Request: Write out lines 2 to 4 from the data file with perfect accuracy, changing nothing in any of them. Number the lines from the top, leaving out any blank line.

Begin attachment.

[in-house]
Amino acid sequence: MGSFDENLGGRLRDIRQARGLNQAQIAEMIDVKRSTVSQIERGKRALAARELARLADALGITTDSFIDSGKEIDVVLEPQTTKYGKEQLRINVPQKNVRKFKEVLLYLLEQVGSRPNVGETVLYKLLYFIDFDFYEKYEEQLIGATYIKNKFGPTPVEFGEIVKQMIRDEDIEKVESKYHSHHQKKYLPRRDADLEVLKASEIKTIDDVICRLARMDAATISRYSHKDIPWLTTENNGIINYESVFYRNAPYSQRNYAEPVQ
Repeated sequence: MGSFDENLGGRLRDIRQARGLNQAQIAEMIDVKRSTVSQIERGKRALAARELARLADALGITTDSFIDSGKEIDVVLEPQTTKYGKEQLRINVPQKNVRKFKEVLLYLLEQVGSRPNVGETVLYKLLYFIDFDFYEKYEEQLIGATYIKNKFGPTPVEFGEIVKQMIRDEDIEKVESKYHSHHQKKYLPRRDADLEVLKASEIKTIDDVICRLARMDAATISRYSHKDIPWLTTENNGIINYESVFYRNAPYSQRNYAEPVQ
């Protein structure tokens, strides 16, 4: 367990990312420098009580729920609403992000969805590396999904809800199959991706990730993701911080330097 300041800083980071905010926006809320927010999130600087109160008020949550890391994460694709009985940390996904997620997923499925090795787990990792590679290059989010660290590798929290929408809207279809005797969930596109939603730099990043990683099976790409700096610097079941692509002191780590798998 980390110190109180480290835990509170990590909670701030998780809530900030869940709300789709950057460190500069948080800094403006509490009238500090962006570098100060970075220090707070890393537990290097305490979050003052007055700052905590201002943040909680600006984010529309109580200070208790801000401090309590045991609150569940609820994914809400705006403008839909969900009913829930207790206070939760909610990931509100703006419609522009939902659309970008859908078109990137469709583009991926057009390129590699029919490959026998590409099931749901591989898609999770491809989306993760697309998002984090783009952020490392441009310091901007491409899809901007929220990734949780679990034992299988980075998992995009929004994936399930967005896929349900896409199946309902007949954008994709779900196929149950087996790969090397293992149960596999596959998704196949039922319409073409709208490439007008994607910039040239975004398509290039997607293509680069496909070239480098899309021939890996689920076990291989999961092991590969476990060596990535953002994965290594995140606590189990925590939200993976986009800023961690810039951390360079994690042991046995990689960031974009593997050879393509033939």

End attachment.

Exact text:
Amino acid sequence: MGSFDENLGGRLRDIRQARGLNQAQIAEMIDVKRSTVSQIERGKRALAARELARLADALGITTDSFIDSGKEIDVVLEPQTTKYGKEQLRINVPQKNVRKFKEVLLYLLEQVGSRPNVGETVLYKLLYFIDFDFYEKYEEQLIGATYIKNKFGPTPVEFGEIVKQMIRDEDIEKVESKYHSHHQKKYLPRRDADLEVLKASEIKTIDDVICRLARMDAATISRYSHKDIPWLTTENNGIINYESVFYRNAPYSQRNYAEPVQ
Repeated sequence: MGSFDENLGGRLRDIRQARGLNQAQIAEMIDVKRSTVSQIERGKRALAARELARLADALGITTDSFIDSGKEIDVVLEPQTTKYGKEQLRINVPQKNVRKFKEVLLYLLEQVGSRPNVGETVLYKLLYFIDFDFYEKYEEQLIGATYIKNKFGPTPVEFGEIVKQMIRDEDIEKVESKYHSHHQKKYLPRRDADLEVLKASEIKTIDDVICRLARMDAATISRYSHKDIPWLTTENNGIINYESVFYRNAPYSQRNYAEPVQ
């Protein structure tokens, strides 16, 4: 367990990312420098009580729920609403992000969805590396999904809800199959991706990730993701911080330097 300041800083980071905010926006809320927010999130600087109160008020949550890391994460694709009985940390996904997620997923499925090795787990990792590679290059989010660290590798929290929408809207279809005797969930596109939603730099990043990683099976790409700096610097079941692509002191780590798998 980390110190109180480290835990509170990590909670701030998780809530900030869940709300789709950057460190500069948080800094403006509490009238500090962006570098100060970075220090707070890393537990290097305490979050003052007055700052905590201002943040909680600006984010529309109580200070208790801000401090309590045991609150569940609820994914809400705006403008839909969900009913829930207790206070939760909610990931509100703006419609522009939902659309970008859908078109990137469709583009991926057009390129590699029919490959026998590409099931749901591989898609999770491809989306993760697309998002984090783009952020490392441009310091901007491409899809901007929220990734949780679990034992299988980075998992995009929004994936399930967005896929349900896409199946309902007949954008994709779900196929149950087996790969090397293992149960596999596959998704196949039922319409073409709208490439007008994607910039040239975004398509290039997607293509680069496909070239480098899309021939890996689920076990291989999961092991590969476990060596990535953002994965290594995140606590189990925590939200993976986009800023961690810039951390360079994690042991046995990689960031974009593997050879393509033939």